Fort Worth

Joshua teen who survived 3,000-foot skydiving fall wins $760,000 in lawsuit

Makenzie Wethington at a news conference at Baylor University Medical Center in Dallas in 2014 after surviving a skydiving accident. Wethington won $760,000 last week in a lawsuit against the skydiving company.
Makenzie Wethington at a news conference at Baylor University Medical Center in Dallas in 2014 after surviving a skydiving accident. Wethington won $760,000 last week in a lawsuit against the skydiving company. AP

A Joshua teen who survived a 3,000-foot skydiving fall in Oklahoma in 2014 was awarded $760,000 in a lawsuit against the now-closed skydiving company and its owner last week, according to federal court records.

Makenzie Wethington, now 19, was badly injured after her parachute malfunctioned on Jan. 25, 2014 near Chickasha, Okla.

Wethington suffered injuries to her liver and broken bones including her pelvis, lumbar spine in her lower back, a shoulder blade and several ribs. She spent weeks in recovery but returned to school about two months later.

“If she truly fell 3,000 feet, I have no idea how she survived,” Dr. Jeffrey Bender, a trauma surgeon at the University of Oklahoma Medical Center, told The Associated Press in 2014.

Wethington had gone to the Pegasus Air Sports Center in Oklahoma with her father.

She was making a static-line jump, in which a parachute is connected to a lanyard attached to the plane and opens automatically when a diver exits the plane.

At the time, Robert Swainson, the owner of the Pegasus Air Sports Center, said Wethington’s parachute opened properly.

She began to spiral downward when the chute went up, but not because of a malfunction, he said. Swainson said a parachute can develop such a turn for several reasons, but that Wethington and other divers were instructed during a six-to-seven-hour training session on how to deal with such problems.

The lawsuit, filed in August 2014 in U.S. District Court in Oklahoma City, alleged that Wethington received only four hours of training and that Swainson was negligent by allowing her to use equipment that was “inappropriate for her skill level.”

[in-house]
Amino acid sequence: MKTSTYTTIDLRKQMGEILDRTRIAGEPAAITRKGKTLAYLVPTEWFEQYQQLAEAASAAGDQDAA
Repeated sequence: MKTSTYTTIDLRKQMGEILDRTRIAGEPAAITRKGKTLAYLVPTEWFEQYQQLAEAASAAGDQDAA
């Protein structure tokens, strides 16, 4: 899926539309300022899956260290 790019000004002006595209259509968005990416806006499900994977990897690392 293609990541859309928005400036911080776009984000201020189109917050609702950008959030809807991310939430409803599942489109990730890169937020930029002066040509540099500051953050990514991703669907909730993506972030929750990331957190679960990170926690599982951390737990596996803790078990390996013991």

Swainson’s response to the lawsuit argued that Wethington and her parents had assumed risk by signing a release waiver.

But Oklahoma law required that Swainson “owes a duty of care” to people who might have been endangered by skydiving, U.S. District Court Judge Timothy D. DeGiusti ruled.

DeGiusti agreed with the lawsuit’s allegation that her training time of four hours was “too small and fast for a person of her young age and relative experience.”

Robert Haslam, Wethington’s Fort Worth attorney, said more than 20 people had been injured at Pegasus Air Sports Center, according to testimony in the case.

One expert testified that Wethington needed a bigger parachute.

Another issue, Haslam said, was that the parachute she used was about 25 years old, though the Federal Aviation Administration ruled that the parachute was in good condition.

Also, Haslam said, of the four hours of instruction before the jump, only about 45 minutes was spent on how to handle problems with the parachute.

“It was just a dangerous operation all the way around,” Haslam said.

Three years after the accident, Wethington, now a pre-med student at Sam Houston State University, is “doing relatively well, considering the circumstances,” Haslam said, though she still suffers painful bladder infections and battles headaches.

Swainson did not appear in court and is now living in the United Kingdom, according to court records.

Haslam said he’ll file a claim in London to collect on the judgment, and the process could be difficult.

“It’s just a delay game for (Swainson),” Haslam said. “I think it’ll be very difficult to collect at the end of the day.”

The Associated Press contributed to this report.

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